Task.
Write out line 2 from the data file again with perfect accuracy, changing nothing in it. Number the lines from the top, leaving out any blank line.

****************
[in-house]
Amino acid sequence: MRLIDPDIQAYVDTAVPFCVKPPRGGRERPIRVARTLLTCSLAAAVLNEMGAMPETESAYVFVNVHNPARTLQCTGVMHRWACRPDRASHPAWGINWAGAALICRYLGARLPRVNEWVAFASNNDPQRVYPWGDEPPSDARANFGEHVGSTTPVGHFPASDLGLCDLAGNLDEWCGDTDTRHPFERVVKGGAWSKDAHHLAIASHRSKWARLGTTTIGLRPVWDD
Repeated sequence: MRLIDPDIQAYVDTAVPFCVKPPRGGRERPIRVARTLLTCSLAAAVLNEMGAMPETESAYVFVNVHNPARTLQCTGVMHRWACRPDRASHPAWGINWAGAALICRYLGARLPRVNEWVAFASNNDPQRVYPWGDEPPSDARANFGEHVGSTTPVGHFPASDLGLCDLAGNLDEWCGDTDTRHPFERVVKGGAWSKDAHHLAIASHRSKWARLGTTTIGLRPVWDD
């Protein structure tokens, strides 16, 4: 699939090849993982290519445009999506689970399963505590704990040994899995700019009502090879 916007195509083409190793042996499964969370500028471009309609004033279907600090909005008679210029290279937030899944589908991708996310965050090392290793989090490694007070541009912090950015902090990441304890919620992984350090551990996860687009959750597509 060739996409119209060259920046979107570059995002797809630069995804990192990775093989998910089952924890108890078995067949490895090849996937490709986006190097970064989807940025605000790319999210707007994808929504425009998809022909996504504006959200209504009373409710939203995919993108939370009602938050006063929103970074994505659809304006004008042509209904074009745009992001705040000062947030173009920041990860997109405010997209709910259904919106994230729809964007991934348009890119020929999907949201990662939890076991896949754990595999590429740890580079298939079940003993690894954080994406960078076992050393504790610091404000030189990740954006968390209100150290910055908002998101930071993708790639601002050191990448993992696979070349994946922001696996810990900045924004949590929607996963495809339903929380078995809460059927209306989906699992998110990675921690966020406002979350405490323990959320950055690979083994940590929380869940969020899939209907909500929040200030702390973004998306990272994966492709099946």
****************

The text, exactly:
Amino acid sequence: MRLIDPDIQAYVDTAVPFCVKPPRGGRERPIRVARTLLTCSLAAAVLNEMGAMPETESAYVFVNVHNPARTLQCTGVMHRWACRPDRASHPAWGINWAGAALICRYLGARLPRVNEWVAFASNNDPQRVYPWGDEPPSDARANFGEHVGSTTPVGHFPASDLGLCDLAGNLDEWCGDTDTRHPFERVVKGGAWSKDAHHLAIASHRSKWARLGTTTIGLRPVWDD